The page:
It's a personal choice, however, you should put your dog's needs/protection first. Some basenjis are determined chewers. This can be dangerous for the dog, as well as, expensive trips to the vet for surgery for a ripped stomach from a shard of bone. We all have horror stories, or battle stories, sometimes we win, sometimes we lose. Tim was a counter sufer, this meant EVERYTHING on the counter have to be pushed back exactly 11 inches, because he could work that paw like a friggin human hand determined to get whatever it was he wanted off the counter.

I'm sorry there is no standard yes/no answer here, but like I've stated best be prepared and have the dog crate trained. I can also tell you this, I've had to reupholster my couch twice, and we had to get a new living room set, 3 new living room rugs. If you value your stuff, put it away, otherwise it's fair game! And you must have a sense of humor....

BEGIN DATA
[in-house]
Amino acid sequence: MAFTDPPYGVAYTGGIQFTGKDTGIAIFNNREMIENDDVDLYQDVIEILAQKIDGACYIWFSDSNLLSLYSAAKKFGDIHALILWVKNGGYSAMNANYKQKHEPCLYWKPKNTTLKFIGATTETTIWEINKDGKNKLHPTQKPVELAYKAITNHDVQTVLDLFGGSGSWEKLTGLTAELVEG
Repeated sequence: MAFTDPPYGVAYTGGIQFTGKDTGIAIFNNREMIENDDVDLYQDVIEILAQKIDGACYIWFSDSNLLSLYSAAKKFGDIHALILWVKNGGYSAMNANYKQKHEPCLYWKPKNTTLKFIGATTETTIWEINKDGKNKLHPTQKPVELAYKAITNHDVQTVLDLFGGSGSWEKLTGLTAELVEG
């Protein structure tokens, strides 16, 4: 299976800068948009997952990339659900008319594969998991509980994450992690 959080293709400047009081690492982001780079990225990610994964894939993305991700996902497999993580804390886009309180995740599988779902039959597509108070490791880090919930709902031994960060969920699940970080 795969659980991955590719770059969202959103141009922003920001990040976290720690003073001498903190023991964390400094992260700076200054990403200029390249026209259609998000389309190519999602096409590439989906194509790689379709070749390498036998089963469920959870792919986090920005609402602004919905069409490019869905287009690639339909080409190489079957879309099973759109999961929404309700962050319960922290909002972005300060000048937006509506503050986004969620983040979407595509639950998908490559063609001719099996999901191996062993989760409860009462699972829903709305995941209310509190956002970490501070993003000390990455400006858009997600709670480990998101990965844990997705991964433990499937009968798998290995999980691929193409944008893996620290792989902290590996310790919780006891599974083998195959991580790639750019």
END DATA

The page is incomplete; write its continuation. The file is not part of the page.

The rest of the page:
posted in Show Off Your Dog read more

Don't feel too bad, I've been on here for years, and still have no idea how to post a photo!!

posted in Forum News & Help read more

LOVE his cinnamon bun!! He is too cute for his own good, or maybe it allows him to get away with just enough...They really ought to put in the literature that owners must have great sense of humor, you're gonna need it!!

posted in Member Introductions read more

Definately basenji in there. You can have a DNA test done now for around $100 if you really want to know. Just make sure that they have basenji DNA in their data base. My Bolt, who is 3/4 African, has a square blocky head just like yours, although, I have to say he does have a slightly 'different' look than our others, but he is 100% basenji, he's just got a big blocky head!

posted in Basenji Talk read more

@theoriginaldev your life as you know it will never be the same! Patience, consistency, a firm but gentle hand, with a sense of humor is what you are going to need for the duration of the life of your precious gift. WELCOME home little one!! 🙂

posted in Basenji Talk read more